This is the result of testing a part or module obtained from rework or service of a product. COB see Chip-on-Board Cognitive Modeling Cognitive Modeling produces a computational model for how people perform tasks and solve problems, based on psychological principles. These models may be outlines of tasks written on paper or computer programs which enable us to predict the time it takes for people to perform tasks, the kinds of errors they make, the decisions they make, or what buttons and menu items they choose. Cognitive Walkthroughs Cognitive walkthroughs involve the development of task scenarios from a product specification.
Value-Added Steps These represent opportunity for waste elimination. Proceed with the goal to eliminate waste before settling for waste reduction. Throughout the entire process Business reengineering process vs continuous process, look for the 7-Wastes.
So, before process mapping, educate the team on how to "see" waste. Take caution when considering "automation" to take over manual processes. People are adaptable and much more flexible. Automation is fixed, constant, and often difficult to fix and maintain. In a JIT environment the decision to automate is advised with caution.
Elements of a Process Map The following list of are key elements of a process map. The current state map may lack some of these elements.
More importantly, is to consider these elements in the creation of the future state map. It is meant to be reviewed and updated on a continuous basis.
The more detail it contains, the better understanding you and the team will have of the true process and opportunities. It's considered a living document.
A Process Map should have an overall Owner. Metrics defined to show the future state improvement. Ability to stand the test of time new hires, people changing roles, etc.
Ability to be achievable and realistic. Clear connection points and hand-offs. Accommodate some of the what-if, or unique scenarios. Not all processes will follow a particular path all the time. Try to map the most common alternative paths and improve those too.
The development of the map is a team effort and it will educate everyone on the reality of the process and most often how little of the total process is value added.
Typically, there are obvious improvements that will be become evident while the mapping is being done. It will not be perfect the first time through, add more detail as it evolves. The team needs to begin identifying the value added steps versus the non-value added steps and time. Creating a future state or ideal state while being realistic yet not too limited will make it clear to the team that everything getting in the way is opportunity to improve.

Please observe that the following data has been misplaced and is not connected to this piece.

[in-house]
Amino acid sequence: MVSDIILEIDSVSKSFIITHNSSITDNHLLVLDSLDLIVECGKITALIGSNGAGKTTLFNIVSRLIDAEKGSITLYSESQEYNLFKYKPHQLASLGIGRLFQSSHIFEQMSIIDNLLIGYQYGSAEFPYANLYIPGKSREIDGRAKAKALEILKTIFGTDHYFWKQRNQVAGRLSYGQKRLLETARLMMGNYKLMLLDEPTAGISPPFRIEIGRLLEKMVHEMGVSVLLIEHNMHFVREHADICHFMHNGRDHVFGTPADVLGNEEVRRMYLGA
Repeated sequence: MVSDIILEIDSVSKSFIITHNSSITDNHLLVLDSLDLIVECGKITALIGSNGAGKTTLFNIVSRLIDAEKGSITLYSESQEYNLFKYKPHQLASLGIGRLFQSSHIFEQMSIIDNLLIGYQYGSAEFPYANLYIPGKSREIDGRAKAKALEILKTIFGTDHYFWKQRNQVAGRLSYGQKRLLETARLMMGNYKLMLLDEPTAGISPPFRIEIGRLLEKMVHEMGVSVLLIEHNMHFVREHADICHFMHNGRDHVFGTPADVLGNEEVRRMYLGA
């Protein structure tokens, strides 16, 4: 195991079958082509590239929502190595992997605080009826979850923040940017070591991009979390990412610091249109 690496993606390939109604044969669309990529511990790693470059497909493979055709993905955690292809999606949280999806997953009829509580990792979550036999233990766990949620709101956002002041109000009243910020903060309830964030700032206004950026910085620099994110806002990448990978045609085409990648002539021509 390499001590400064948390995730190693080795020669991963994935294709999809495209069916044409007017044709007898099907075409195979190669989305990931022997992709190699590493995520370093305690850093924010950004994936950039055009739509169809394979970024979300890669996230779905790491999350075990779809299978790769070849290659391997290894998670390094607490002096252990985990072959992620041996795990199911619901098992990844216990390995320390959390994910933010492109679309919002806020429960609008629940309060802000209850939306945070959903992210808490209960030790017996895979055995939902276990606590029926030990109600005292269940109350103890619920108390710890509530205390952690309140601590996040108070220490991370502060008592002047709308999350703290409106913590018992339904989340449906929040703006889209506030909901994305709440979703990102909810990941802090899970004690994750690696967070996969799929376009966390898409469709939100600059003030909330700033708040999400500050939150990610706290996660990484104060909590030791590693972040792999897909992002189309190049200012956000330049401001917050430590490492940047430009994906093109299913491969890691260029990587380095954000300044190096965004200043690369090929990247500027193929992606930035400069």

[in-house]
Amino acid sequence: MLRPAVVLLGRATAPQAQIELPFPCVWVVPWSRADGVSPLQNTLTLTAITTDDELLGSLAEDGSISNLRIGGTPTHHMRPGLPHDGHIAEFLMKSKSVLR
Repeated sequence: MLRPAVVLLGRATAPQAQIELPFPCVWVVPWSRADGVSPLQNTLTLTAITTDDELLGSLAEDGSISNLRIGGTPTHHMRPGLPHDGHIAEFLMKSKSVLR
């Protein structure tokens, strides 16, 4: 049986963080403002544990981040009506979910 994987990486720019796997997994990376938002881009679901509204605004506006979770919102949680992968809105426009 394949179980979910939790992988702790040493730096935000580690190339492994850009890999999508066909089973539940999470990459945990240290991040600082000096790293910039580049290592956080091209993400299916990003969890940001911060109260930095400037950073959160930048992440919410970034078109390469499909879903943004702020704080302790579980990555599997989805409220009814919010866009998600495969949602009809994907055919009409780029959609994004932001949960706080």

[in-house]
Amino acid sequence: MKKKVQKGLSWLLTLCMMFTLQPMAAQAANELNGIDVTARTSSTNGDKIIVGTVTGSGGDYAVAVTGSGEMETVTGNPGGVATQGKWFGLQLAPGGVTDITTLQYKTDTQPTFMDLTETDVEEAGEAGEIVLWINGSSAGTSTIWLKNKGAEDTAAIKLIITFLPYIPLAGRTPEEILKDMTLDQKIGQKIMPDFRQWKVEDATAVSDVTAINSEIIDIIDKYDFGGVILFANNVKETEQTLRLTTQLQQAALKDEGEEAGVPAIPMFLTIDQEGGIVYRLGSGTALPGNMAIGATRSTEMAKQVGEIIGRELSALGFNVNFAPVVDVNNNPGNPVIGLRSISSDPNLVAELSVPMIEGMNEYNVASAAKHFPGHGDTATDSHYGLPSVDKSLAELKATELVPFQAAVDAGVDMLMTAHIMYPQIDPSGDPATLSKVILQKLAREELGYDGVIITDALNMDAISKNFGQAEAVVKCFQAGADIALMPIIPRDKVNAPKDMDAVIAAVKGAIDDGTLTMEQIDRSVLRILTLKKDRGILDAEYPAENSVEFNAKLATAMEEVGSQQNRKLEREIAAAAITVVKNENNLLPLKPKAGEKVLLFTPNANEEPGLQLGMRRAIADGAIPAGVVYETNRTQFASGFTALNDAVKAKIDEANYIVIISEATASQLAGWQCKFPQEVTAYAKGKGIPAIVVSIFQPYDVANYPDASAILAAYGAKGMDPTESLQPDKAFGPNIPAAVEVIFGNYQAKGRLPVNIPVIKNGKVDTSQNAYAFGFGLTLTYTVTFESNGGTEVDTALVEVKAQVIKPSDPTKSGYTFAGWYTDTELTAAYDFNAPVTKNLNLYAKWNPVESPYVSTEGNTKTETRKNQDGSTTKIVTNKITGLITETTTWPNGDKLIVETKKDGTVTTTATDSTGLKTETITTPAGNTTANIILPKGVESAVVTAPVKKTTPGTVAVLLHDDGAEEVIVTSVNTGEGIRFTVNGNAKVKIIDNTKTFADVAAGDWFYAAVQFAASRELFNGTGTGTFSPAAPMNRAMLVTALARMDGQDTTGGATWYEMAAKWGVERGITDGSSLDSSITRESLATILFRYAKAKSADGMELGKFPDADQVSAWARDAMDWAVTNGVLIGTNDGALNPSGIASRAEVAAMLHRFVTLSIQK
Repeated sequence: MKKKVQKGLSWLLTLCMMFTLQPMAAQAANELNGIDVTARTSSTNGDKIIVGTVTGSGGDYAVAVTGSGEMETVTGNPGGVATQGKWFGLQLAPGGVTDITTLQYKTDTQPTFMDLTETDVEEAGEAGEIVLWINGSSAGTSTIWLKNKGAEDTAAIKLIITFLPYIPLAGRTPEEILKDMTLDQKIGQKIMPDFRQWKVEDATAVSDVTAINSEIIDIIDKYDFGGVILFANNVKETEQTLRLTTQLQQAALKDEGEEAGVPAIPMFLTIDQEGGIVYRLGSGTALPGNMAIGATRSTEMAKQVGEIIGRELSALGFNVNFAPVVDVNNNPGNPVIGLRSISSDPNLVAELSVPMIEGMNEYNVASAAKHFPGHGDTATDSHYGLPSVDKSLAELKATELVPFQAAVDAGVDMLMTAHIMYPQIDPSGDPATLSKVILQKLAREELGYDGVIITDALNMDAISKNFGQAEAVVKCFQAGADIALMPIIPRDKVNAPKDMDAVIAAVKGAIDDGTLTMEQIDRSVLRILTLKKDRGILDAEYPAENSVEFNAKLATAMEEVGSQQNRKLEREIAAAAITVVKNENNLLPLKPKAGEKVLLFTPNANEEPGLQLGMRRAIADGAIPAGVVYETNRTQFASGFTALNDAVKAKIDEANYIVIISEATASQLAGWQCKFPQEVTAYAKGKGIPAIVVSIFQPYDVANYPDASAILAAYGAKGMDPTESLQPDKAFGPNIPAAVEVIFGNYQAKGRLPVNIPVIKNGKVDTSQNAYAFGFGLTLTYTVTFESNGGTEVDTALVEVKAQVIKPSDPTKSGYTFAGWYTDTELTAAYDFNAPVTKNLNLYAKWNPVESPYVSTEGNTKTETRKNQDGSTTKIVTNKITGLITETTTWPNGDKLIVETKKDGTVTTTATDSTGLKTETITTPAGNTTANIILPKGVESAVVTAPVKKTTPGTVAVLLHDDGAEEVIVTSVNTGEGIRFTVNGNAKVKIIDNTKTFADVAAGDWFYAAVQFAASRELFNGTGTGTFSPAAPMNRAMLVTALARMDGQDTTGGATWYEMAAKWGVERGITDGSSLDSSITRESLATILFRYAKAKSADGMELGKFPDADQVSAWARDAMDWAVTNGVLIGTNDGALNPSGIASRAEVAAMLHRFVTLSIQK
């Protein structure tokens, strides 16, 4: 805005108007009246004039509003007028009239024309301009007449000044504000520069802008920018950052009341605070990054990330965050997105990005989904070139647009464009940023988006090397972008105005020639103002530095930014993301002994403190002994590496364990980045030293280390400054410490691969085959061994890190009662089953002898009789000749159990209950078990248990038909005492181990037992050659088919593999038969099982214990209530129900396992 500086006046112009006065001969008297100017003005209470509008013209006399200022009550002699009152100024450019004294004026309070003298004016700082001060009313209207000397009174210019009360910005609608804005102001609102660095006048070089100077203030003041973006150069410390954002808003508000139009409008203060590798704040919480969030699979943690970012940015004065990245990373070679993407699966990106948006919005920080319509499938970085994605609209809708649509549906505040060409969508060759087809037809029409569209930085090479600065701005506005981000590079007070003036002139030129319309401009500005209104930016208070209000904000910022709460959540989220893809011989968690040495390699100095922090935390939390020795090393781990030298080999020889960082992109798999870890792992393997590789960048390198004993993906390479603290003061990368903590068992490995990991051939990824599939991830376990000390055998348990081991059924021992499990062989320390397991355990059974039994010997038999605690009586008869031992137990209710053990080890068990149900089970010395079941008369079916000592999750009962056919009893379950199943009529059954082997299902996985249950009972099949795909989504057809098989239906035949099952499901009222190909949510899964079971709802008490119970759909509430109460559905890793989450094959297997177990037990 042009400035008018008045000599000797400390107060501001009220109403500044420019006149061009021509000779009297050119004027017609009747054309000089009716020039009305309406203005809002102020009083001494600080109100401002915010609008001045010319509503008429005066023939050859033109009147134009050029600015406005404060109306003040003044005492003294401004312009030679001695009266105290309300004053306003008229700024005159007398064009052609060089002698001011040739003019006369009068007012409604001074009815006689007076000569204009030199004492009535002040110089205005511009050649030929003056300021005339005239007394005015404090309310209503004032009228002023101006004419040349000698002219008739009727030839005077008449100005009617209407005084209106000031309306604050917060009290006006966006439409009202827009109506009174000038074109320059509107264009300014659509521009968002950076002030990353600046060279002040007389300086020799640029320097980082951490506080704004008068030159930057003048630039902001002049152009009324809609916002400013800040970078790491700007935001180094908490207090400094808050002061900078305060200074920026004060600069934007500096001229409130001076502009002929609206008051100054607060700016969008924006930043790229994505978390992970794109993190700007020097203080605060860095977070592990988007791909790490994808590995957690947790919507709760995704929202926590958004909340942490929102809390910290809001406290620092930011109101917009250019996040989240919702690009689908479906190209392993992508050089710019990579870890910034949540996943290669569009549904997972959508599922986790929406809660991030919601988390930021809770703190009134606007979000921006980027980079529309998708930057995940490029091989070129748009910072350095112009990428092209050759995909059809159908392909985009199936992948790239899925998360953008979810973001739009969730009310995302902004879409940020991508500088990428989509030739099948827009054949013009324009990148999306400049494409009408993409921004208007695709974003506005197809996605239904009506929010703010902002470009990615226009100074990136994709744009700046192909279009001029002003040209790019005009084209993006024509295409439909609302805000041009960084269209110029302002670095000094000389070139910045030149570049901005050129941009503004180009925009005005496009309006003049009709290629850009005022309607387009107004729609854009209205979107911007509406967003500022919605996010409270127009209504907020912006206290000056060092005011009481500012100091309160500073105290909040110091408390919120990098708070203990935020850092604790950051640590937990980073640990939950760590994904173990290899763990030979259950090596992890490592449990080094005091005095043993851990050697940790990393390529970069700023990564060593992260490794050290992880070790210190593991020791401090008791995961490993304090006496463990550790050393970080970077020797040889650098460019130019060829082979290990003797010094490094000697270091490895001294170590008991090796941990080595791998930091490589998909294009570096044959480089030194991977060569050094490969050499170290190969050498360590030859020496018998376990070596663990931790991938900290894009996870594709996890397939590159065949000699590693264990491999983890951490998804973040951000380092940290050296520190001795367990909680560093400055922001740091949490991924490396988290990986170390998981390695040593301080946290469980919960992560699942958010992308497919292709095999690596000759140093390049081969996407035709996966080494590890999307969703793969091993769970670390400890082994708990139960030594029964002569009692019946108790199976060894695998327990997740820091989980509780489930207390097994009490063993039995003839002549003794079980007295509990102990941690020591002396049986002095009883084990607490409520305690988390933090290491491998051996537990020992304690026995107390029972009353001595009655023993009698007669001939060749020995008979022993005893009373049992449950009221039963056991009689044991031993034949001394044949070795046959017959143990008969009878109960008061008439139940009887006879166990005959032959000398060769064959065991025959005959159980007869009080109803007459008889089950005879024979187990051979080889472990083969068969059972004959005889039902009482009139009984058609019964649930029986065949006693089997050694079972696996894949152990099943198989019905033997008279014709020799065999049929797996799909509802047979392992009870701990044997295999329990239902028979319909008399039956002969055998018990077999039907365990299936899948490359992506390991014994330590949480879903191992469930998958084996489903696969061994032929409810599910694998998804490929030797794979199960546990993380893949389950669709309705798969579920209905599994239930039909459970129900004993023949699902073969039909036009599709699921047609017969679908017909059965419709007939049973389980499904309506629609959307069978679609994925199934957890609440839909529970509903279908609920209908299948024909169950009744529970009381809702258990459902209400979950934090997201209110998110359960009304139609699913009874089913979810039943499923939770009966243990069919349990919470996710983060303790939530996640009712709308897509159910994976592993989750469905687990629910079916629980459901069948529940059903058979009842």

Laws, regulations, customer standards, past paradigms all need to be challenged because they change over time. Creating a process map on a computer is common and many software programs exist that have symbols created. However, the first drafts are often very complex and frequently revised.
Create the real flow on paper and post it publicly for others to offer input and critique. It is very important to catch the rework loops, communication issues, decision delays, stops, starts, pick-ups, drop-offs, and other waste so the team fully understands the opportunities.
These hidden factory "what-if" and "sometimes" paths are important for everyone to document and understand. This knowledge will create better subjective decisions when assigning weights to the inputs using the subjective root cause analysis tools in the Measure phase.
Rework Loops Rework loops are where defects and wasted time are occurring. The team should focus on preventing them, reducing their severity, and detecting them if they can not be eliminated. Some product or process may actually go through the rework path multiple times and the map does not illustrate this unless specially noted and discussed.
The picture below shows two Rework Loops. Rework loops have varying severity. The process map does not show the amount or cost of pieces scrapped or the amount or cost of pieces reworked.
Use the yield calculations to get this data.ABSTRACT. This paper presents an organizational analysis methodology aimed at knowledge capitalization with a view to improving business processes.
Just a simple presentation to get the picture on what is business process reengineering and how does it differs with continuous improvement. Six Sigma DMAIC Process - Define Phase - Capturing Voice of Customer (VOC) What is Voice of Customer?
Voice of Customer is the customer’s voice, expectations, preferences, comments, of a product or service in discussion. The Master Index of all aspects of Business Process Redesign (BPR) and Process Innovation to serve the organizations's process design and client server needs.
Also includes an overview of key BPR concepts covering questions regarding BPR, Processes, Myths about BPR, Relation between BPR and information technology, Role of IS function in BPR, BPR Methodology, Failure of BPR Projects, and .
Differences between Continuous Improvement and Process Reengineering. Article shared by: ADVERTISEMENTS: The differences between continuous process improvement (CPI) and Process Reengineering (PR) can be examined with respect to the following parameters.
Continuous Process Improvement versus Business Process . With Robotic Process Automation, you can easily automate such repetitive tasks in a given business process. Referring to the example of Invoice Processing, RPA can read emails, download and read PDF’s, maintain data in Excel sheets, update backend ERP systems, while approvals and quality checks remain manual as they need specialized skills, judgement and knowledge.